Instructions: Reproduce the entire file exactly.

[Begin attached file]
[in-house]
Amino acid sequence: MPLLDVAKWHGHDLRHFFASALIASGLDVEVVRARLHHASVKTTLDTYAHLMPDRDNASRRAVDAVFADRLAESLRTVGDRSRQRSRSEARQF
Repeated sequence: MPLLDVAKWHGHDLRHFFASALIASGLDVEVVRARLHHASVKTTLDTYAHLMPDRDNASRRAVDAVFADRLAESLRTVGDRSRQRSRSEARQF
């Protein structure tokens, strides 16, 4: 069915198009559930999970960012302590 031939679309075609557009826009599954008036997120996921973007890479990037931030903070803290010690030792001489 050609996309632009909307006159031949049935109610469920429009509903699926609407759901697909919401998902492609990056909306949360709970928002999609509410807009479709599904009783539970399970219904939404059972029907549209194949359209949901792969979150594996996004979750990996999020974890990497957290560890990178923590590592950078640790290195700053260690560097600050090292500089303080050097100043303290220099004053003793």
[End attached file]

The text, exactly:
[in-house]
Amino acid sequence: MPLLDVAKWHGHDLRHFFASALIASGLDVEVVRARLHHASVKTTLDTYAHLMPDRDNASRRAVDAVFADRLAESLRTVGDRSRQRSRSEARQF
Repeated sequence: MPLLDVAKWHGHDLRHFFASALIASGLDVEVVRARLHHASVKTTLDTYAHLMPDRDNASRRAVDAVFADRLAESLRTVGDRSRQRSRSEARQF
């Protein structure tokens, strides 16, 4: 069915198009559930999970960012302590 031939679309075609557009826009599954008036997120996921973007890479990037931030903070803290010690030792001489 050609996309632009909307006159031949049935109610469920429009509903699926609407759901697909919401998902492609990056909306949360709970928002999609509410807009479709599904009783539970399970219904939404059972029907549209194949359209949901792969979150594996996004979750990996999020974890990497957290560890990178923590590592950078640790290195700053260690560097600050090292500089303080050097100043303290220099004053003793």